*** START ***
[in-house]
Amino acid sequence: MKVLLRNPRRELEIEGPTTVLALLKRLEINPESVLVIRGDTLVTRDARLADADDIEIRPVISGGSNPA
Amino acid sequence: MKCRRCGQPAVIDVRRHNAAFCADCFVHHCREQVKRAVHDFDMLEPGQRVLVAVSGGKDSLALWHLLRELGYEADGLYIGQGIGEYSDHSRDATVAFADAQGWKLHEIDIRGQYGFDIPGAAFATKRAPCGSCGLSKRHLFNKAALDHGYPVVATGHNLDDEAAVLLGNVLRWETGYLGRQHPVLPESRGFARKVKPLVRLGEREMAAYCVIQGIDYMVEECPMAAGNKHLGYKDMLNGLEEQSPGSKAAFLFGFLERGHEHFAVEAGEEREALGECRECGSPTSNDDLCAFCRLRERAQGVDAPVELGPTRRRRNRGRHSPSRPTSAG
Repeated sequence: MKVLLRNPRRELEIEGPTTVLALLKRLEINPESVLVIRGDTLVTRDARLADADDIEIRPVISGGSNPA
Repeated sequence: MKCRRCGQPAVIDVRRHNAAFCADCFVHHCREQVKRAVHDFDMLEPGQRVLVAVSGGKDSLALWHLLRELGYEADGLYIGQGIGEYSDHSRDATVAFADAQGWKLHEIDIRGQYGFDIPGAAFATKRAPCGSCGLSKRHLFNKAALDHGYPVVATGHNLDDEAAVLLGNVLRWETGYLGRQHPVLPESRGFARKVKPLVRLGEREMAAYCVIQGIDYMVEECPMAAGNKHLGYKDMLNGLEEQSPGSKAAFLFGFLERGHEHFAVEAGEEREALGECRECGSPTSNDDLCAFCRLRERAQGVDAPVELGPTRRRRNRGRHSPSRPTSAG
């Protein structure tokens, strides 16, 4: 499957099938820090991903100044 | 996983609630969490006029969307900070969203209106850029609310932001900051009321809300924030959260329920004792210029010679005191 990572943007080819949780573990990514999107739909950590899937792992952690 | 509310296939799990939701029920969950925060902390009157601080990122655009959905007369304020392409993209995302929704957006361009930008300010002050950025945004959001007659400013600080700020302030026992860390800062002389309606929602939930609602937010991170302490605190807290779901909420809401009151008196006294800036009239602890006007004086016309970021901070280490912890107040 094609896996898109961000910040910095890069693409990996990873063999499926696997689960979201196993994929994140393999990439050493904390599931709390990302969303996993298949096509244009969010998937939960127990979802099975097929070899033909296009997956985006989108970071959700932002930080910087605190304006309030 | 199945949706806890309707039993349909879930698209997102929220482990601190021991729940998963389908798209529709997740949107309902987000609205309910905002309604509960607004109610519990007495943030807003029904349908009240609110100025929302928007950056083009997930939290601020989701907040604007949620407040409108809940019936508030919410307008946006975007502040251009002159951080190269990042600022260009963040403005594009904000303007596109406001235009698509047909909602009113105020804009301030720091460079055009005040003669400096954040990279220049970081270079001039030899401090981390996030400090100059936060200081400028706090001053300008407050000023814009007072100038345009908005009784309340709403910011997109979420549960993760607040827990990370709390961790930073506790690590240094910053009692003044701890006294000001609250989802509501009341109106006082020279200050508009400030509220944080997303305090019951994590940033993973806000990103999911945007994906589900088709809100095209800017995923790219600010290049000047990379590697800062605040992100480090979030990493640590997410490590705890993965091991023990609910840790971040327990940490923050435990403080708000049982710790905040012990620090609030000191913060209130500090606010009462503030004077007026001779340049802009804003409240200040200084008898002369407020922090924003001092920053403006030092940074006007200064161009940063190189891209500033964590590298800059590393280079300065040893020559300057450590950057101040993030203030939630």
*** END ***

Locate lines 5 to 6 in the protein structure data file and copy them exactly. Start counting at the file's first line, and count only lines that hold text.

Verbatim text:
Repeated sequence: MKCRRCGQPAVIDVRRHNAAFCADCFVHHCREQVKRAVHDFDMLEPGQRVLVAVSGGKDSLALWHLLRELGYEADGLYIGQGIGEYSDHSRDATVAFADAQGWKLHEIDIRGQYGFDIPGAAFATKRAPCGSCGLSKRHLFNKAALDHGYPVVATGHNLDDEAAVLLGNVLRWETGYLGRQHPVLPESRGFARKVKPLVRLGEREMAAYCVIQGIDYMVEECPMAAGNKHLGYKDMLNGLEEQSPGSKAAFLFGFLERGHEHFAVEAGEEREALGECRECGSPTSNDDLCAFCRLRERAQGVDAPVELGPTRRRRNRGRHSPSRPTSAG
């Protein structure tokens, strides 16, 4: 499957099938820090991903100044 | 996983609630969490006029969307900070969203209106850029609310932001900051009321809300924030959260329920004792210029010679005191 990572943007080819949780573990990514999107739909950590899937792992952690 | 509310296939799990939701029920969950925060902390009157601080990122655009959905007369304020392409993209995302929704957006361009930008300010002050950025945004959001007659400013600080700020302030026992860390800062002389309606929602939930609602937010991170302490605190807290779901909420809401009151008196006294800036009239602890006007004086016309970021901070280490912890107040 094609896996898109961000910040910095890069693409990996990873063999499926696997689960979201196993994929994140393999990439050493904390599931709390990302969303996993298949096509244009969010998937939960127990979802099975097929070899033909296009997956985006989108970071959700932002930080910087605190304006309030 | 199945949706806890309707039993349909879930698209997102929220482990601190021991729940998963389908798209529709997740949107309902987000609205309910905002309604509960607004109610519990007495943030807003029904349908009240609110100025929302928007950056083009997930939290601020989701907040604007949620407040409108809940019936508030919410307008946006975007502040251009002159951080190269990042600022260009963040403005594009904000303007596109406001235009698509047909909602009113105020804009301030720091460079055009005040003669400096954040990279220049970081270079001039030899401090981390996030400090100059936060200081400028706090001053300008407050000023814009007072100038345009908005009784309340709403910011997109979420549960993760607040827990990370709390961790930073506790690590240094910053009692003044701890006294000001609250989802509501009341109106006082020279200050508009400030509220944080997303305090019951994590940033993973806000990103999911945007994906589900088709809100095209800017995923790219600010290049000047990379590697800062605040992100480090979030990493640590997410490590705890993965091991023990609910840790971040327990940490923050435990403080708000049982710790905040012990620090609030000191913060209130500090606010009462503030004077007026001779340049802009804003409240200040200084008898002369407020922090924003001092920053403006030092940074006007200064161009940063190189891209500033964590590298800059590393280079300065040893020559300057450590950057101040993030203030939630």